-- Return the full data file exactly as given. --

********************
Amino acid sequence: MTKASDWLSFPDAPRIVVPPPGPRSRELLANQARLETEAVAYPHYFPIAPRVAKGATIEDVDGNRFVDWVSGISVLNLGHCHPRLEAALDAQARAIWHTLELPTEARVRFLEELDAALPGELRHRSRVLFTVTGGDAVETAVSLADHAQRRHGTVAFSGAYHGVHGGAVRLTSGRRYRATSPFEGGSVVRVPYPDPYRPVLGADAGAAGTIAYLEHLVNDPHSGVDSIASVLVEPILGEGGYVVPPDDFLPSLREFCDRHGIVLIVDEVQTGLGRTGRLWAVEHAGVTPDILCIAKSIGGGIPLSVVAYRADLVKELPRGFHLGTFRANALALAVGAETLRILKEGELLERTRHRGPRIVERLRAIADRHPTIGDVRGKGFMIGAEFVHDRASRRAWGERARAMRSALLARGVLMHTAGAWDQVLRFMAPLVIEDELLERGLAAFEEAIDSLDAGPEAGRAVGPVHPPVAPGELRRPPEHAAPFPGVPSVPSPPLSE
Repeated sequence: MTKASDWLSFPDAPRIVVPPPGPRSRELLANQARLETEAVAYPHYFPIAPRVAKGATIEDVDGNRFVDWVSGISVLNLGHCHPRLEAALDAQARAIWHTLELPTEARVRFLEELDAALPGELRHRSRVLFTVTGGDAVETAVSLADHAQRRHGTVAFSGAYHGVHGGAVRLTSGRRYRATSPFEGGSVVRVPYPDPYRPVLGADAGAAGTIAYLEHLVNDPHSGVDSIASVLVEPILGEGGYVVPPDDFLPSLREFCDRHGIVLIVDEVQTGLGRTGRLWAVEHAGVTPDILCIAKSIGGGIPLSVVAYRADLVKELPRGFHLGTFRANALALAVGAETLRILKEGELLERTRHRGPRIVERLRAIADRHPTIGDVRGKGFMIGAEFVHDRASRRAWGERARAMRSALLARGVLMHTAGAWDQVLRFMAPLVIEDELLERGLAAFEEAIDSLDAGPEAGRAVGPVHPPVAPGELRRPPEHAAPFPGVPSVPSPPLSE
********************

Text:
Amino acid sequence: MTKASDWLSFPDAPRIVVPPPGPRSRELLANQARLETEAVAYPHYFPIAPRVAKGATIEDVDGNRFVDWVSGISVLNLGHCHPRLEAALDAQARAIWHTLELPTEARVRFLEELDAALPGELRHRSRVLFTVTGGDAVETAVSLADHAQRRHGTVAFSGAYHGVHGGAVRLTSGRRYRATSPFEGGSVVRVPYPDPYRPVLGADAGAAGTIAYLEHLVNDPHSGVDSIASVLVEPILGEGGYVVPPDDFLPSLREFCDRHGIVLIVDEVQTGLGRTGRLWAVEHAGVTPDILCIAKSIGGGIPLSVVAYRADLVKELPRGFHLGTFRANALALAVGAETLRILKEGELLERTRHRGPRIVERLRAIADRHPTIGDVRGKGFMIGAEFVHDRASRRAWGERARAMRSALLARGVLMHTAGAWDQVLRFMAPLVIEDELLERGLAAFEEAIDSLDAGPEAGRAVGPVHPPVAPGELRRPPEHAAPFPGVPSVPSPPLSE
Repeated sequence: MTKASDWLSFPDAPRIVVPPPGPRSRELLANQARLETEAVAYPHYFPIAPRVAKGATIEDVDGNRFVDWVSGISVLNLGHCHPRLEAALDAQARAIWHTLELPTEARVRFLEELDAALPGELRHRSRVLFTVTGGDAVETAVSLADHAQRRHGTVAFSGAYHGVHGGAVRLTSGRRYRATSPFEGGSVVRVPYPDPYRPVLGADAGAAGTIAYLEHLVNDPHSGVDSIASVLVEPILGEGGYVVPPDDFLPSLREFCDRHGIVLIVDEVQTGLGRTGRLWAVEHAGVTPDILCIAKSIGGGIPLSVVAYRADLVKELPRGFHLGTFRANALALAVGAETLRILKEGELLERTRHRGPRIVERLRAIADRHPTIGDVRGKGFMIGAEFVHDRASRRAWGERARAMRSALLARGVLMHTAGAWDQVLRFMAPLVIEDELLERGLAAFEEAIDSLDAGPEAGRAVGPVHPPVAPGELRRPPEHAAPFPGVPSVPSPPLSE